Rationality is usually treated as synonymous with logical thinking, but there is no relation in my opinion. There is almost no real logical thought in daily life. “I need to order salmon at the fishmonger because we have guests for dinner tomorrow” sounds logical but is hiding a lot of assumptions. Do I really need to order them? How much do I need it? Why does having guests mean I must order salmon? A lot of the world knowledge is not expressed yet the thought is rational. This has been the eye opener for the logical positivists that thought they could turn thinking in a mechanistic formulaic process, Wittgenstein I, but they could not.
Then logic is followed its a motoric process. I believe logic reasoning is imagined action. We have only one motor output usually, have to decide what to do. This is what causes there to be this true or false aspect to logic. Full disclosure, I was trained in logic deduction about 30 years ago. I loved it, I sensed it could be my world, so pure, clean (even with attempts to make it more fuzzy). No villain or psychopath will be truely thinking logically, but what happens is that people get stuck imagining a limited set of options, and when the pressure is high enough there is no room to imagine anything else.
I learned that a russian tank commander had committed suicide on learning his tanks which had come out of the stored reserves of Russia where mostly unusable (this is written during the Russian invasion of Ukraine). Thieves had robbed any equipment with prescious metals, which could be targeting systems, radios, control systems. This man made a rational decision to end his life. This can only be because he was facing machine like eventualities. Logical imperatives. He could not flee, he could not face his superiors, he could not bare going into battle. Maybe he loved the young men too much to want to be the one to lead them to near certain death. In the end he must have had emotions of grief, anger, sadness, love and sensed an opportunity to be a force for good, by not being there.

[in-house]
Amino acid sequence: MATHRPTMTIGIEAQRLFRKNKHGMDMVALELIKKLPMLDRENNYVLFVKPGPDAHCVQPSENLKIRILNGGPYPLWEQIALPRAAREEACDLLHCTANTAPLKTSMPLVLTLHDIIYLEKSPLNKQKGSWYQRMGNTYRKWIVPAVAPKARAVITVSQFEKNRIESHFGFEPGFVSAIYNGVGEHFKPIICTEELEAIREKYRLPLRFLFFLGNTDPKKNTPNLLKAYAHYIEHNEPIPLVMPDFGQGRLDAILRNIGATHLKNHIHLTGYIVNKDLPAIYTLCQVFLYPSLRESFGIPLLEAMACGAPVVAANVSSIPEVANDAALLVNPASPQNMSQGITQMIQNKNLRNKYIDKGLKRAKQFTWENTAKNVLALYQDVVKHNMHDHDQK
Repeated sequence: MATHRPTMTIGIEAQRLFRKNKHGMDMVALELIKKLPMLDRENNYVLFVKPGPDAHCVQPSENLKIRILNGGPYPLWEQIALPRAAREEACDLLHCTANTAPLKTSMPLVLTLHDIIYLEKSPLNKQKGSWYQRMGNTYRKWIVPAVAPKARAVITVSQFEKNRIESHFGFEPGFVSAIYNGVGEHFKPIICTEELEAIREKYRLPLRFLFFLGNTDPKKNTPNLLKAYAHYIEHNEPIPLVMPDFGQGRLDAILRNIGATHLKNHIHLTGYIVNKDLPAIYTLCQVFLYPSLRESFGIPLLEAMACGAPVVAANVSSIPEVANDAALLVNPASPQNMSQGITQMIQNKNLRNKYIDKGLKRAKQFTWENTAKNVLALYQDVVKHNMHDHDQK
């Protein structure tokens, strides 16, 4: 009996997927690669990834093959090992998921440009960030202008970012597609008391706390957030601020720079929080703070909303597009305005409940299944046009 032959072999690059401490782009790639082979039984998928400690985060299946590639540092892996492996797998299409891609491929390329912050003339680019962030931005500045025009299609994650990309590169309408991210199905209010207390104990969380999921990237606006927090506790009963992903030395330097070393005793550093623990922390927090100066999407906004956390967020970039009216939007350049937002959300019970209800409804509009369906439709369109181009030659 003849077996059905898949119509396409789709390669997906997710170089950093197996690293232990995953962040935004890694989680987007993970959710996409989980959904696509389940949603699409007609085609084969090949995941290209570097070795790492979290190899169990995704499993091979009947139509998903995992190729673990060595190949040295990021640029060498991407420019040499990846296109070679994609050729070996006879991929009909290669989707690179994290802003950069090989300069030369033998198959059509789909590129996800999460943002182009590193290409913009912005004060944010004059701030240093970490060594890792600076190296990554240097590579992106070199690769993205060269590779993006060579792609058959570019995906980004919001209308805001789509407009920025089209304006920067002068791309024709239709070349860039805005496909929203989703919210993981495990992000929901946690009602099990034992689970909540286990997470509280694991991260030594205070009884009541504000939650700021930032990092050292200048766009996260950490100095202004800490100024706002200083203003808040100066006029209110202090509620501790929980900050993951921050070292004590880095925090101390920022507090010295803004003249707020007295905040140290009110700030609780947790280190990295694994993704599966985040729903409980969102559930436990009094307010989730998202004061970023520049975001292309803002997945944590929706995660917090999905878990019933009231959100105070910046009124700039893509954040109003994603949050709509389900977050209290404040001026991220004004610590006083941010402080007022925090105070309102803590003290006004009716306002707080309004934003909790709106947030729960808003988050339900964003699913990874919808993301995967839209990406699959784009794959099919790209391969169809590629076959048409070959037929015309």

So is rationality morally superior? No, I don’t think so. Maybe if the moral judgement only hinges on numbers, which can not be directly observed, felt, experienced. You are in a bunker and there’s a telegram that reads : We will either support the eastern front or the western front, but both is impossible. These are moral conundrums movies are made about. Usually the hero shows superior morality by not making a choice, by saving both. In such instances we feel rationality as almost immoral. Yet the hero merely asserts his emotions which redirects the rational process towards his new action. In the end rationality, morality, logic and emotion are all factors in decision making, the quality of which is determined by experience and the ability to love.